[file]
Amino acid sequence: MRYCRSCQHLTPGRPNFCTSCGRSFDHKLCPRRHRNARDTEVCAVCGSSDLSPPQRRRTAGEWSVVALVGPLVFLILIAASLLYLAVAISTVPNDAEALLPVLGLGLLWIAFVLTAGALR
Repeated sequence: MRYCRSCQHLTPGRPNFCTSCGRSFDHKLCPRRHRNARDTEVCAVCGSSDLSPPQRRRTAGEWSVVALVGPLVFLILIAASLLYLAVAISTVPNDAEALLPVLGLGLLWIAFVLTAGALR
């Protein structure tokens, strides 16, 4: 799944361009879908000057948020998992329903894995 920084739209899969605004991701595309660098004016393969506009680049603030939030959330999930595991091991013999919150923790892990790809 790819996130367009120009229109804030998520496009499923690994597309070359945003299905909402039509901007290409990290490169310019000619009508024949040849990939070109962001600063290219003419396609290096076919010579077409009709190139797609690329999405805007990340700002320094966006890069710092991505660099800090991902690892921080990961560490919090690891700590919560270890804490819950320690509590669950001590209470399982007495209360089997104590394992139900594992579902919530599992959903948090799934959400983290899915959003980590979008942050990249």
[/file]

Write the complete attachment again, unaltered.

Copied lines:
Amino acid sequence: MRYCRSCQHLTPGRPNFCTSCGRSFDHKLCPRRHRNARDTEVCAVCGSSDLSPPQRRRTAGEWSVVALVGPLVFLILIAASLLYLAVAISTVPNDAEALLPVLGLGLLWIAFVLTAGALR
Repeated sequence: MRYCRSCQHLTPGRPNFCTSCGRSFDHKLCPRRHRNARDTEVCAVCGSSDLSPPQRRRTAGEWSVVALVGPLVFLILIAASLLYLAVAISTVPNDAEALLPVLGLGLLWIAFVLTAGALR
């Protein structure tokens, strides 16, 4: 799944361009879908000057948020998992329903894995 920084739209899969605004991701595309660098004016393969506009680049603030939030959330999930595991091991013999919150923790892990790809 790819996130367009120009229109804030998520496009499923690994597309070359945003299905909402039509901007290409990290490169310019000619009508024949040849990939070109962001600063290219003419396609290096076919010579077409009709190139797609690329999405805007990340700002320094966006890069710092991505660099800090991902690892921080990961560490919090690891700590919560270890804490819950320690509590669950001590209470399982007495209360089997104590394992139900594992579902919530599992959903948090799934959400983290899915959003980590979008942050990249």